Availability of data and materials

The authors declare that the data supporting the findings of this study are available within the article.



Glasgow Coma Scale


Injury Severity Score


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LD: main author of the article. SS: analysis of data and supervised the writing of the article. HH-O: analysis and interpretation of data. OB: acquisition of data, revised the article, supervised the publication of the article. All authors have read and approved the submitted version of the manuscript.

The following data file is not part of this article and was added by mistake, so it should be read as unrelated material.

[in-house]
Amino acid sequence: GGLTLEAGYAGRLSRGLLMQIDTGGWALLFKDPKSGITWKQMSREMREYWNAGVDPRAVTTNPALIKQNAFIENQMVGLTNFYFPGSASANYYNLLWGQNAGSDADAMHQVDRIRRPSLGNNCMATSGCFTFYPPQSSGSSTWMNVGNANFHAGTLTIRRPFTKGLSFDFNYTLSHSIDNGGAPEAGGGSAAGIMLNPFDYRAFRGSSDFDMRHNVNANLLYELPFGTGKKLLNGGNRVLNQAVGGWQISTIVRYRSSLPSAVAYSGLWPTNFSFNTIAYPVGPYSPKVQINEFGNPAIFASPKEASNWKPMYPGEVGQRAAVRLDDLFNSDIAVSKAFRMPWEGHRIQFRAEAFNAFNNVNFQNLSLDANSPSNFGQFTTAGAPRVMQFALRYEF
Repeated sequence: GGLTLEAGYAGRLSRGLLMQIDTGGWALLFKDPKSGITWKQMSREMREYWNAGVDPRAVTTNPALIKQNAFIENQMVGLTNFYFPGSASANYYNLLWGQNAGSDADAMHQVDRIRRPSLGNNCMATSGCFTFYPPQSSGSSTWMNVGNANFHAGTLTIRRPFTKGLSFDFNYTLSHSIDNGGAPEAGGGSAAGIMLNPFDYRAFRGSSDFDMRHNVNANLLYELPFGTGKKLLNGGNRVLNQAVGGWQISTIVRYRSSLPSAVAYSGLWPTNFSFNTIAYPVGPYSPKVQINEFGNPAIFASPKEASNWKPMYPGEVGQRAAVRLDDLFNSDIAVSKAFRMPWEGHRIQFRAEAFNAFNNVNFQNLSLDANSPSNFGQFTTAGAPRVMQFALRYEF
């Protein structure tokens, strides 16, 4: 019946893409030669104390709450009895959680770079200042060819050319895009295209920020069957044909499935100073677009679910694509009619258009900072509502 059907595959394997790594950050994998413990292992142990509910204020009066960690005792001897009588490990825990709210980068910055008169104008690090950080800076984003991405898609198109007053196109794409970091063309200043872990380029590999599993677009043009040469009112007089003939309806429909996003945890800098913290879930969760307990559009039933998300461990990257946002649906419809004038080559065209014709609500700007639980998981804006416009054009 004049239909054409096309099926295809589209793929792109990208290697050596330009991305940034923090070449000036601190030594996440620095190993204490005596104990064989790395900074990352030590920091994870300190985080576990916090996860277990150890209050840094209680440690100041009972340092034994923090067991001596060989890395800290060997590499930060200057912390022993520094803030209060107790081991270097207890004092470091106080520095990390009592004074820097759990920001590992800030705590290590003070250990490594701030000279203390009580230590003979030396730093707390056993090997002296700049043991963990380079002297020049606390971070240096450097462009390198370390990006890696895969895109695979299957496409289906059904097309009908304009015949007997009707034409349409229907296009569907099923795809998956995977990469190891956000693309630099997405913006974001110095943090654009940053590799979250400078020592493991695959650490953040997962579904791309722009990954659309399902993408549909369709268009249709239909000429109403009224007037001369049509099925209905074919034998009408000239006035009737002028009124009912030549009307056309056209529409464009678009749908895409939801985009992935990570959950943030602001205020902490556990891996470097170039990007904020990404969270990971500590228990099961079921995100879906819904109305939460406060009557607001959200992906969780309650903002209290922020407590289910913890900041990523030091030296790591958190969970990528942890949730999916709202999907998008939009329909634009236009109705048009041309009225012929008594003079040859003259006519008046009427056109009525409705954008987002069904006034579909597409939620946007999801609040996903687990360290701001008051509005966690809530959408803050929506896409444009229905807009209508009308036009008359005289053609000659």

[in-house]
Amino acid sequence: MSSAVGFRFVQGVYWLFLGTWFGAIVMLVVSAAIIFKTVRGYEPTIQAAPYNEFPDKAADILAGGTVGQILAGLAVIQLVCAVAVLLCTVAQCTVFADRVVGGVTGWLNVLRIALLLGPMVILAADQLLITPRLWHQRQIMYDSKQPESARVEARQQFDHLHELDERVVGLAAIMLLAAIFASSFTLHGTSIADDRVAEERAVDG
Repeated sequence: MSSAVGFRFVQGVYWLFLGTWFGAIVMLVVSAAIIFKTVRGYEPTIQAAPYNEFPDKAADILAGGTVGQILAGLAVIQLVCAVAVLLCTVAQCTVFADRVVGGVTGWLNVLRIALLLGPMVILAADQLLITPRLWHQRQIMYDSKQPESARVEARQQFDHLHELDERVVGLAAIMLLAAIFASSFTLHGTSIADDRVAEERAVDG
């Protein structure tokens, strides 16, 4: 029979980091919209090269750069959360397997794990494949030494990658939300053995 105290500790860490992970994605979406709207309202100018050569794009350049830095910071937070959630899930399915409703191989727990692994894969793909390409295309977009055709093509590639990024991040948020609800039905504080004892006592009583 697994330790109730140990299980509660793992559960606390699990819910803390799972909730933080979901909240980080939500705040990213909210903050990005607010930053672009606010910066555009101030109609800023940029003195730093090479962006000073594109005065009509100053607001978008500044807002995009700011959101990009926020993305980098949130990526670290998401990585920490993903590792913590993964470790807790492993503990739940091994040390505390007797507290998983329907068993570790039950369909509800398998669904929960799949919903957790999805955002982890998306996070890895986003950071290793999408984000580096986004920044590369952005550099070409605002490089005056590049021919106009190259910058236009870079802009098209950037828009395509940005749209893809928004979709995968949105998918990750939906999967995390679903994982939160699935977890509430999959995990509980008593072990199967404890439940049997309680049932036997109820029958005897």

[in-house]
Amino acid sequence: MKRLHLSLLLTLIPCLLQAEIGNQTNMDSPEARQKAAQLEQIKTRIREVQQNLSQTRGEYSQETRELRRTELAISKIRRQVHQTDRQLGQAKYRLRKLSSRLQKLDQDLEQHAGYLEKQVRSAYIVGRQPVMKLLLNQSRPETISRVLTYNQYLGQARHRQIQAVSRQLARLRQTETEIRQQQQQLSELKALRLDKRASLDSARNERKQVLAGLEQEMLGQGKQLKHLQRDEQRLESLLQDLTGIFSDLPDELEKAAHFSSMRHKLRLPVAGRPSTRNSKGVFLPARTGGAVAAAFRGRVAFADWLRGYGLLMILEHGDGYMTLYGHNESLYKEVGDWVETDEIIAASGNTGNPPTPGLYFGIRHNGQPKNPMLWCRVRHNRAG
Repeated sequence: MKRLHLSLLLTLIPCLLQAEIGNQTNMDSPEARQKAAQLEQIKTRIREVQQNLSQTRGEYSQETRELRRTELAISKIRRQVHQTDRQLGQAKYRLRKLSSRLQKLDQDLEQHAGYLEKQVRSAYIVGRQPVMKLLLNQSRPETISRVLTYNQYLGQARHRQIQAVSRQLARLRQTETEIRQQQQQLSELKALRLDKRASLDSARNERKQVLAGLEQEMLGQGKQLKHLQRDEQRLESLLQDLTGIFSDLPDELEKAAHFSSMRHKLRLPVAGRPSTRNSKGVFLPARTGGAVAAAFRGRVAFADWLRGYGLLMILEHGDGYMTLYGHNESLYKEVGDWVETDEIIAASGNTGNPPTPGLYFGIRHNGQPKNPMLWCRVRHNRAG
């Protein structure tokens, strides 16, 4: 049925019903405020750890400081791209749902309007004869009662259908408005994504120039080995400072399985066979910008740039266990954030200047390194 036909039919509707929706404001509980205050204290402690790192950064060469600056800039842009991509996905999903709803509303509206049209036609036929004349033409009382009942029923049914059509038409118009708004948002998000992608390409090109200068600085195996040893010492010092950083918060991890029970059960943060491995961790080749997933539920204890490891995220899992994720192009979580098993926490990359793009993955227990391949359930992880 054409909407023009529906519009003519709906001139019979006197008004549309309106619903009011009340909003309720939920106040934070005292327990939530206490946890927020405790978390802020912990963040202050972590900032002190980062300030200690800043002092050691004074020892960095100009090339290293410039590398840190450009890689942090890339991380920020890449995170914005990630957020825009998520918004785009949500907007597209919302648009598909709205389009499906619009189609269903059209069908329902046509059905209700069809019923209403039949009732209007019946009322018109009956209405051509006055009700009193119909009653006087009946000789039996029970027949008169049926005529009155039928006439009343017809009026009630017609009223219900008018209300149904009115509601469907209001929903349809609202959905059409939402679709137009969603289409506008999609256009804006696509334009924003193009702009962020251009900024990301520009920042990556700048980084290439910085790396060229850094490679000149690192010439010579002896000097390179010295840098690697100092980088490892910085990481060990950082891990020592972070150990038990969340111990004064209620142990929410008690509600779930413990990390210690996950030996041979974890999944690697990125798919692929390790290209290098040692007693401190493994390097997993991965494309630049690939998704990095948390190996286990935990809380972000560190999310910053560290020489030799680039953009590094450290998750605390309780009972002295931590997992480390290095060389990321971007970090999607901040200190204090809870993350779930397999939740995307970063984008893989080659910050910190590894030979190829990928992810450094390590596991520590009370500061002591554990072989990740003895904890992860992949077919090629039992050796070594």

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Correspondence to Sylvain Steinmetz.

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Delaune, L., Steinmetz, S., Heutschi-Öztürk, H. et al. Traumatic abdominal wall hernias: disruptions of the abdominal wall muscles associated to pelvic bone fractures illustrated by two case reports. BMC Surg 20, 253 (2020).